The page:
During the governorship of Alexander Spotswood from 1710 to 1722 iron ore deposits were discovered in what is now Northeast Orange County, Virginia. Prior to this time there had been no iron ore mining and production of iron products in the Colonies. All much needed items made of this metal were imported from England at great expense. The Governor fully realized that if this newly found and valuable resource could be mined and processed into farm implements, tools, household items, guns, etc. it would be of great benefit to the Colony.
Swiss promoter/developer Baron Von Graffenreid was engaged by Governor Spotswood to recruit im- migrants from the old Principality of Nassau-Siegen area, now a part of Westphalia, Germany to mine and process this newly found iron ore. This area of Germany, about forty-five miles East of Bonn, was selected because iron ore had been mined, processed and iron products manufactured there for centuries.
Twelve families, consisting of forty-two individuals, with a knowledge of iron ore mining, processing and iron products manufacturing from the Nassau-Siegen area were persuaded to immigrate to the New World. Subject John Jacob Rector, his wife Elizabeth Fishback and their son John (see Record No. 2-1) were one of these families.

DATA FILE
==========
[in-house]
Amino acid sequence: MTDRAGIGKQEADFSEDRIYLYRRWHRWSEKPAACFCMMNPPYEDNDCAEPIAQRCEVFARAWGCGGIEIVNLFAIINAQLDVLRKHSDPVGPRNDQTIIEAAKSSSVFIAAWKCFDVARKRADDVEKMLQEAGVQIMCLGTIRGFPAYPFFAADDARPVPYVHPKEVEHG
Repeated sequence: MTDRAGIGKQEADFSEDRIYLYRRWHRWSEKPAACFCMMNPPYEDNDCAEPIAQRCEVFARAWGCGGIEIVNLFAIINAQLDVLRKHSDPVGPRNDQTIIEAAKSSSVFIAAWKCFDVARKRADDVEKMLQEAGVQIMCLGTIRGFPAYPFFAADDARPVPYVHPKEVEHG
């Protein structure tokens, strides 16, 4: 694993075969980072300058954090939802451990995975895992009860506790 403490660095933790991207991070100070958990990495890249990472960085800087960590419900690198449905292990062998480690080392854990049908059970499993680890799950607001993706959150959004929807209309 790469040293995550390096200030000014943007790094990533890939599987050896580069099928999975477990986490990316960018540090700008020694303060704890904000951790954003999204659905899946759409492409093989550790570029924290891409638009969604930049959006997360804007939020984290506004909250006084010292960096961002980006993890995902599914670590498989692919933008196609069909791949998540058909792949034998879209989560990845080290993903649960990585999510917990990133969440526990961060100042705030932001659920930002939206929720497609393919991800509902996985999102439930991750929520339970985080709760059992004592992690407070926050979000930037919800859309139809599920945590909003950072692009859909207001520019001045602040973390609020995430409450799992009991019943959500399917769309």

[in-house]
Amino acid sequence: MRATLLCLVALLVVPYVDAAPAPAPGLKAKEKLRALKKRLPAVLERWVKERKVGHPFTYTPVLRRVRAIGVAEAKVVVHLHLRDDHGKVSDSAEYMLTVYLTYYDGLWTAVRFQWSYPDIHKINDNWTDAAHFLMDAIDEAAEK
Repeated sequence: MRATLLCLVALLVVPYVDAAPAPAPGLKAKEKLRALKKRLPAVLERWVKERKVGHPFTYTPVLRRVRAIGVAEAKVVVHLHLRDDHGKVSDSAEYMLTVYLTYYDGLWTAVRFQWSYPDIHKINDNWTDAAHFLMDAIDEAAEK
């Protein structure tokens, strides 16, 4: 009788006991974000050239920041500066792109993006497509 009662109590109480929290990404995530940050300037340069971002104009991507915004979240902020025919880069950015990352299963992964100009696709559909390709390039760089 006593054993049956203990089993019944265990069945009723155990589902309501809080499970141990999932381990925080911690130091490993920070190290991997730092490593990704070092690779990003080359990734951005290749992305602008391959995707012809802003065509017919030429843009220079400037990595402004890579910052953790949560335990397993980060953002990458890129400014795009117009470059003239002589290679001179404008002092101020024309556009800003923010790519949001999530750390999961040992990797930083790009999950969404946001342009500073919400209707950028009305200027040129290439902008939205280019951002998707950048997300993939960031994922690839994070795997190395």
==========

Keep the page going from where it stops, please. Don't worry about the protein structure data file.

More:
In the Summer of 1713 the twelve families departed their German homeland for the New World. Their first stop was Maidstone, England. On arrival they found their promoter was without money or provi- sions for the voyage to America. During the Winter of 1713/1714 they worked to pay their own way and April 1714 landed not far from Williamsburg, Virginia; the then seat of government.
[King, p2, cont.]
The settlers named their new home "Germanna" in rememberance of their homeland and to honor Queen Anna of England. They cleared the forest and built their homes and a church. And for the first time in the New World thev engaged in iron ore mining and processing and production of iron products. The Government cut a road thru the forest into the area, built a fort and furnished two cannon and ammunition for protection against the Indians.
About 1720 the twelve Germanna families moved northward about nineteen miles into what is now Fauquier County, Virginia and settled on a tract of 1805 acres. The exact location is on Licking Run between Warrenton and Midland. Each family was granted 150 acres. They named their new community "Germantown."
John Jacob Rector, three of his four children and some of his grandchildren spent the remainder of their lives at, or near, Germantown. His youngest son Jacob (see Record No. 24) and other descendants migrated westward and have since lived in, or are now living in, most all areas of the United States.